Bread can be a great source of quality carbohydrates and fiber. If you opt for whole grain bread you’ll likely be choosing a bread that is lower in added sugar, has a shorter ingredients list, is made with quality carbs and may be higher in fiber that helps promote blood sugar balance, satiety, and digestive health.
On top of that, carbs are needed to support healthy functioning of your brain, nervous system, heart and other body systems too. A good, quality carb surely gives your body healthy energy it craves. Who wouldn’t want those benefits?
Nutrition Facts and Value of Each Subway Bread and Wrap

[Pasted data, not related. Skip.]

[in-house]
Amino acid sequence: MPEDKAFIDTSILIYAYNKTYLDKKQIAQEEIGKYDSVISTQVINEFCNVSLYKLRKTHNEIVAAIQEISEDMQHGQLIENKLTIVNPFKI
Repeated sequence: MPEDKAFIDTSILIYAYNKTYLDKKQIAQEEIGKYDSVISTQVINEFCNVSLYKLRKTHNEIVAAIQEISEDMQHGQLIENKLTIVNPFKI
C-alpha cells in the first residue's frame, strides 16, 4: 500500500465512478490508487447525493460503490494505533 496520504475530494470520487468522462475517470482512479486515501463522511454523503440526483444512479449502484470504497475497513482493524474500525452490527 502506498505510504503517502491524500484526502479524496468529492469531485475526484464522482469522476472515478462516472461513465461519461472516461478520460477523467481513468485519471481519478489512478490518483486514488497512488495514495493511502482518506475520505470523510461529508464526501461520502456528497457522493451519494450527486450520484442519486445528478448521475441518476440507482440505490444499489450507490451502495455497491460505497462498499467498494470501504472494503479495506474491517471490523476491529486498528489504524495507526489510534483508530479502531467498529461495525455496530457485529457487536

Woohoo, with all that background information we can finally get to check out the nutrition and ingredients info for Subway bread and uncover what Subway bread is the healthiest option.
You have a few options when it comes to sandwich bread choice. I break down Subway bread into three categories – sandwich bread and wraps and will go over which one is the healthiest choice for each section.
You’ll see the nutrition facts for each bread along with the first three ingredients each is made of. This will help guide you to understand what sets healthier options apart from less healthy ones.
6-Inch Subway Bread Options
For this category, I am going to give you nutrition information for the 6-inch Subway bread. If you enjoy the foot-long subs, no problem just double the nutrition facts.
Artisan Flatbread contains 220 calories, 4 grams of total fat, 1 gram of saturated fat, 360 milligrams of sodium, 40 grams of carbohydrates, 1 gram of fiber, 2 grams of sugar, 2 grams of added sugar, 7 grams of protein and 15% daily value of iron.